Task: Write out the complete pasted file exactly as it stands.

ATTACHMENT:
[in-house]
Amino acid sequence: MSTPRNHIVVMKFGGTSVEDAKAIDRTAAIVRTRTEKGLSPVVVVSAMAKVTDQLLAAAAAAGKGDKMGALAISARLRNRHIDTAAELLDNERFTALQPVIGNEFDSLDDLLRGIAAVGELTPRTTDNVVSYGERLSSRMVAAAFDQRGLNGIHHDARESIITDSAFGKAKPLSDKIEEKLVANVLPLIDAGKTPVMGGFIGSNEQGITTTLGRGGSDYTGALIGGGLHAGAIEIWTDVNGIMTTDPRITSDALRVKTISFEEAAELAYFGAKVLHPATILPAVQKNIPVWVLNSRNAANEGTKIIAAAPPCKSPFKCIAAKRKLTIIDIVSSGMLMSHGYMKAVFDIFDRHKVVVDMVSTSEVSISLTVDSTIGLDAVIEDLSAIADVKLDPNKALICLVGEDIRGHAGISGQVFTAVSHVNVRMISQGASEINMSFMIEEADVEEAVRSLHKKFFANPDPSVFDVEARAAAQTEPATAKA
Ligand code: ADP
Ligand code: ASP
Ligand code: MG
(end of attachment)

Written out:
[in-house]
Amino acid sequence: MSTPRNHIVVMKFGGTSVEDAKAIDRTAAIVRTRTEKGLSPVVVVSAMAKVTDQLLAAAAAAGKGDKMGALAISARLRNRHIDTAAELLDNERFTALQPVIGNEFDSLDDLLRGIAAVGELTPRTTDNVVSYGERLSSRMVAAAFDQRGLNGIHHDARESIITDSAFGKAKPLSDKIEEKLVANVLPLIDAGKTPVMGGFIGSNEQGITTTLGRGGSDYTGALIGGGLHAGAIEIWTDVNGIMTTDPRITSDALRVKTISFEEAAELAYFGAKVLHPATILPAVQKNIPVWVLNSRNAANEGTKIIAAAPPCKSPFKCIAAKRKLTIIDIVSSGMLMSHGYMKAVFDIFDRHKVVVDMVSTSEVSISLTVDSTIGLDAVIEDLSAIADVKLDPNKALICLVGEDIRGHAGISGQVFTAVSHVNVRMISQGASEINMSFMIEEADVEEAVRSLHKKFFANPDPSVFDVEARAAAQTEPATAKA
Ligand code: ADP
Ligand code: ASP
Ligand code: MG